Michael Walzer
Walzer in 2002
Michael Laban Walzer

(1935-03-03) March 3, 1935 (age 89)
Judith Borodovko Walzer
(m. 1956)
Academic background
Alma mater
ThesisThe Revolution of the Saints
Doctoral advisorSamuel Beer
Academic work
School or tradition
InstitutionsInstitute for Advanced Study
Main interests
Notable works
Notable ideas

Michael Laban Walzer[a] (born March 3, 1935) is an American political theorist and public intellectual. A professor emeritus at the Institute for Advanced Study (IAS) in Princeton, New Jersey, he is editor emeritus of the left-wing magazine Dissent, which he has been affiliated with since his years as an undergraduate at Brandeis University, an advisory editor of the Jewish journal Fathom, and sits on the editorial board of the Jewish Review of Books.

He has written books and essays on a wide range of topics—many in political ethics—including just and unjust wars, nationalism, ethnicity, Zionism, antisemitism, economic justice, social criticism, radicalism, tolerance, and political obligation. He is also a contributing editor to The New Republic. To date, he has written 27 books and published over 300 articles, essays, and book reviews in Dissent, The New Republic, The New York Review of Books, The New Yorker, The New York Times, Harpers, Quillette, and many philosophical and political science journals.[3][4]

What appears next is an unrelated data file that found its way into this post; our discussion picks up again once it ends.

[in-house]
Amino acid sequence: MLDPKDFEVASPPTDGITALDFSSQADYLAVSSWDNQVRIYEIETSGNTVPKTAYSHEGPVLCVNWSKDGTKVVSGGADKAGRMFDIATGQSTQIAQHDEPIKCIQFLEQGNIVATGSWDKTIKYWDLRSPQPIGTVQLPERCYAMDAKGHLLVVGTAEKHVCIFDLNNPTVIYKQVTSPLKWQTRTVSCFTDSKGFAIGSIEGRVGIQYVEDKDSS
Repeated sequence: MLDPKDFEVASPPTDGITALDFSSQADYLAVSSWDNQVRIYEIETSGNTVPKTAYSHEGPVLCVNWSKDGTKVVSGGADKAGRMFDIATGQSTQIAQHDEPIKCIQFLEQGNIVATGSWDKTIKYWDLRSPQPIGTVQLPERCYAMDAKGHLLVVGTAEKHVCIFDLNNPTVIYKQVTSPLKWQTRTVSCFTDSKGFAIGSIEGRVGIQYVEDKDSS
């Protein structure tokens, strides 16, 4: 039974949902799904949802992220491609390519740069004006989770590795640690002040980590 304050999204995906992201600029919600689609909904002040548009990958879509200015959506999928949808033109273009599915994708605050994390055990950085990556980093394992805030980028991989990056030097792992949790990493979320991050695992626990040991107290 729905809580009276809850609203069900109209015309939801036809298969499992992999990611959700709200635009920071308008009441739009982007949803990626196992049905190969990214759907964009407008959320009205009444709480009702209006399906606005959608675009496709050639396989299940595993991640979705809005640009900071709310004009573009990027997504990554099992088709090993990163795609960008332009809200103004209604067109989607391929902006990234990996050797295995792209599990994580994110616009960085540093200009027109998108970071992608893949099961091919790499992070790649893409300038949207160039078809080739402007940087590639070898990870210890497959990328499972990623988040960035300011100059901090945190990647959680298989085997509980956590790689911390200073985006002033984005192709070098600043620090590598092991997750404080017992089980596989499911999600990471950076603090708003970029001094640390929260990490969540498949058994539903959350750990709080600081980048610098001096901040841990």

Early life and education

Born to a Jewish family[5] on March 3, 1935, Walzer graduated summa cum laude from Brandeis University in 1956 with a Bachelor of Arts degree in history. He then studied at the University of Cambridge on a Fulbright Fellowship (1956–1957) and completed his doctoral work at Harvard University, earning his Doctor of Philosophy degree in government under Samuel Beer in 1961.[3]


Walzer is usually identified as one of the leading proponents of the communitarian position in political theory, along with Alasdair MacIntyre and Michael J. Sandel. Like Sandel and MacIntyre, Walzer is not completely comfortable with this label.[6] However, he has long argued that political theory must be grounded in the traditions and culture of particular societies, and has long opposed what he sees to be the excessive abstraction of political philosophy.

His most important intellectual contributions include Just and Unjust Wars (1977), a revitalization of just war theory that insists on the importance of "ethics" in wartime while eschewing pacifism;[7] the theory of "complex equality", which holds that the metric of just equality is not some single material or moral good, but rather that egalitarian justice demands that each good be distributed according to its social meaning, and that no good (like money or political power) be allowed to dominate or distort the distribution of goods in other spheres;[8][9] and an argument that justice is primarily a moral standard within particular nations and societies, not one that can be developed in a universalized abstraction.

In On Toleration, he describes various examples of (and approaches to) toleration in various settings, including multinational empires such as Rome; nations in past and current-day international society; "consociations" such as Switzerland; nation-states such as France; and immigrant societies such as the United States. He concludes by describing a "post-modern" view, in which cultures within an immigrant nation have blended and inter-married to the extent that toleration becomes an intra-familial affair.[10]